“I believe we need to understand the history of our home to give us perspective.” – Eric Dregni
Around the offices of Lake Minnetonka Magazine, Eric Dregni, a freelance writer whose name you may have seen grace this column before, is our resident historian. He’s in the know about the history of our beloved lake—and he knows the good and bad. In his new book, By the Waters of Lake Minnetonka (University of Minnesota Press), Dregni, who grew up in Minnetonka and is currently an associate professor of English and journalism at Concordia University in St. Paul and the dean of the Italian Concordia Language Village, Lago del Bosco, sheds light on intriguing aspects of the lake’s history, challenging myths and revisiting elements of the past that have been forgotten or glossed over. He also relates—and sometimes pokes fun at—the opulent, glamorous and sometimes raucous moments that have made Lake Minnetonka an icon of splendid resort living in Minnesota.
We chatted with Dregni about the book, which is released this month at local bookstores like Excelsior Bay Books and The Bookcase of Wayzata and asked him to share a favorite snippet of it, exclusively for LKM readers.
Lake Minnetonka Magazine: How did you become interested in the history of the lake area?
Growing up in Minnetonka, I had always heard snippets about the history—the Cottagewood Store, the amusement park, Big Island, the trolleys. When I was about 12, I bought a copy of Minnetonka Story in Wayzata (I think from Ross & Haines bookstore?). When the [former] editor of Lake Minnetonka Magazine approached me to write an occasional column, I started uncovering bits and pieces over the years.
Give us a description of the book and what you were striving for as you wrote it.
By the Waters of Minnetonka uncovers hidden facts about the lake and those who have lived on its shores, from the region’s original Dakota inhabitants to the present. I wasn’t trying to compile a complete history of Lake Minnetonka, but instead these are the historical anecdotes that I wished I knew growing up at Groveland Elementary. I hope that this spurs some interest in others to uncover fascinating tidbits about the past.
What's your favorite short story about the lake area?
I love that the Minneapolis newspapers were hoaxed about a preacher shooting a barkeep in a duel. The story seemed almost believable, but ultimately tried to show how intolerant the “drys” were against the “wets” [during the Prohibition era] and to build sympathy for the saloons.
An excerpt from By the Waters of Lake Minnetonka:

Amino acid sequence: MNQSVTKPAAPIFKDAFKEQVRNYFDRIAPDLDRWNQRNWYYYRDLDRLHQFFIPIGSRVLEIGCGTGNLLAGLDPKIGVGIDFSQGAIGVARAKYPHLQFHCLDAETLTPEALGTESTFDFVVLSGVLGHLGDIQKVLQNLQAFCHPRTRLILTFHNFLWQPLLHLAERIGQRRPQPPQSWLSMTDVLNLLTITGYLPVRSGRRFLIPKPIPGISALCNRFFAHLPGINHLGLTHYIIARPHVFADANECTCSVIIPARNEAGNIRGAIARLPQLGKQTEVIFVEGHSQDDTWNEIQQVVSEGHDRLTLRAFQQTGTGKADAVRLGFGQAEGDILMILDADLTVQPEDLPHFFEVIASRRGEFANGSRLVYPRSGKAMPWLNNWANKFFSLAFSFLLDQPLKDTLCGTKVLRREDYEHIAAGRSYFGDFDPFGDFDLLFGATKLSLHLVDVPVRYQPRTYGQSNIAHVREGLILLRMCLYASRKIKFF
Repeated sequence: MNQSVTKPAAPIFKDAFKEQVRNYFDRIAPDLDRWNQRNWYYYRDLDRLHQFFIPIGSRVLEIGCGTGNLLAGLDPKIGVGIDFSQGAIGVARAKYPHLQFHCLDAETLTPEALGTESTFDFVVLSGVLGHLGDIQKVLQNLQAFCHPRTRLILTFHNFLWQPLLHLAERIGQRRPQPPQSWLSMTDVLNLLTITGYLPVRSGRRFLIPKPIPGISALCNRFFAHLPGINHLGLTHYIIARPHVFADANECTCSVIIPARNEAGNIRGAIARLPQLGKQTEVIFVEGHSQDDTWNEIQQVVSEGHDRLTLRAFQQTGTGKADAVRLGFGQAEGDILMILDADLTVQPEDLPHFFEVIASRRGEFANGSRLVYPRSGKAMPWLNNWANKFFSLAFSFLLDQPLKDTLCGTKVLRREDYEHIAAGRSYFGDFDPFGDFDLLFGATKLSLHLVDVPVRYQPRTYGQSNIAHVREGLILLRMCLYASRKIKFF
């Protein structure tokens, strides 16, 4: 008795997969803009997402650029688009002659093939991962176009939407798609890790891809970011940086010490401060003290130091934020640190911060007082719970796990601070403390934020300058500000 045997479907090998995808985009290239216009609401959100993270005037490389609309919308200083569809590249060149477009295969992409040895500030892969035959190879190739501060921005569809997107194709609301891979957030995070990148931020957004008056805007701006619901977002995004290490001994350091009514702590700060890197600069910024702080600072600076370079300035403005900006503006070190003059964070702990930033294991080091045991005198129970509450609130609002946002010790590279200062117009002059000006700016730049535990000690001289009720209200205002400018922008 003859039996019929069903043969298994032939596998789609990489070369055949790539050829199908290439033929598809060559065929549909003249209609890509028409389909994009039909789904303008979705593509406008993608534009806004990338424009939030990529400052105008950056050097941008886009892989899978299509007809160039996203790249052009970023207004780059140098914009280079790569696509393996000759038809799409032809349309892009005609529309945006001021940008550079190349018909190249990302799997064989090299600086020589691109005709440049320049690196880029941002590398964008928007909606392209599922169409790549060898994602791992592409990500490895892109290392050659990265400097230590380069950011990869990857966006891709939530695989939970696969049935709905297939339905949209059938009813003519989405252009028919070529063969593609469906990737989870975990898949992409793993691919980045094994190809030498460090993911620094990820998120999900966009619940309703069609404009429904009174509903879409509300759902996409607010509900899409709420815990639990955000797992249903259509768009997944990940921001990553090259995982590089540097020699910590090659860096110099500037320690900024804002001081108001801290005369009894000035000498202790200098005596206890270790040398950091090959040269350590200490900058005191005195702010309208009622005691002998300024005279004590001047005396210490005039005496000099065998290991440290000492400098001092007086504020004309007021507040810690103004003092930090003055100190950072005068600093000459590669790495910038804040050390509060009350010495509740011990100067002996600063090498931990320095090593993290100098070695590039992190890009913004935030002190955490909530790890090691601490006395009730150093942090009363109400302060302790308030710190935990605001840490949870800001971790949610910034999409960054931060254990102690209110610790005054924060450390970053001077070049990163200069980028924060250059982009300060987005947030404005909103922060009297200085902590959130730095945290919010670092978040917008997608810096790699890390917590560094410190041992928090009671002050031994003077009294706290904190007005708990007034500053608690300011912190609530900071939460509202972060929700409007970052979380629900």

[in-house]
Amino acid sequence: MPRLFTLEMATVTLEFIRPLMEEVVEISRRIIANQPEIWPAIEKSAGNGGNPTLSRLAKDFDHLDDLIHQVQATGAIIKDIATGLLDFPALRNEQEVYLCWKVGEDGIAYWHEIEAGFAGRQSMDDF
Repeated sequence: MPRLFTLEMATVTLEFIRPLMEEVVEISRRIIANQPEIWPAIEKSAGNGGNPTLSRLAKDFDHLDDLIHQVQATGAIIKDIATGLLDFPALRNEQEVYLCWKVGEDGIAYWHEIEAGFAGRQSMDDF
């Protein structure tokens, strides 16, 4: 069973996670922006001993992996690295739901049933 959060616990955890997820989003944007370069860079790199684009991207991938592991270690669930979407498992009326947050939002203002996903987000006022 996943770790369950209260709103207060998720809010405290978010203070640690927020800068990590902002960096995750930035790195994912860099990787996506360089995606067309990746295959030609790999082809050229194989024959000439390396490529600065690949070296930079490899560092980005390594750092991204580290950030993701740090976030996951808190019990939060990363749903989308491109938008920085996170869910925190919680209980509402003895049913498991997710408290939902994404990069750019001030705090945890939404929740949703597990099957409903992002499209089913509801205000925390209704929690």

“Mosquitoes with Trunks Like Elephants”
Wolves, Bedbugs and Insect Plagues
In June 1852, [Hezekiah] Brake wrote in his journal, “Night overtook us, our boat leaked, and, despite our efforts at bailing out the water, we felt it about our knees, while the howling of wolves on the shores added to our terror and fear of landing. Our jolly boatman tried to cheer our fainting spirits by telling us there were no bears in the woods, and that the sounds we heard were made by bullfrogs.”
Wolves roamed the [Excelsior] area into the twentieth century. The Hennepin County Review reported in 1908 that “Casper Geisen of Minnetonka Township recently shot a wolf on his neighbor’s farm... It was probably the last wolf bounty paid in the Minnetonka area,” according to Tales from Tonka.
Not only would wolves mean a quick death, but a thousand cuts, or punctures in the case of insects, may make the settlers want a quicker death. The English mother of pioneer Brake wrote to her son who was going to Minnesota “where nothing but trappers and Indians live” that “it will cost you your savings, and then [you will] be murdered in the wilds of Minnesota, or drowned on Lake Minnetonka, or have your precious blood sucked out of you by mosquitoes, for a woman told me they have trunks like elephants.”
Brake ignored his mother, but later wrote that she was right about the mosquitoes. One night, he wrote that he “climbed a tree and hid in the branches, but my companion could not climb, and his moans and cries would have made a passerby believe he was being murdered.” Once they had a place to stay inside, settlers often made a smudge, or smoky fire, to get rid of the bugs. What was worse, inhaling thick smoke all night or bug bites?
If you go:
By the Waters of Lake Minnetonka Launch Event:
Tuesday, October 21, 7 p.m.
Jake O'Connor's Public House
200 Water Street, Excelsior, 952.908.9650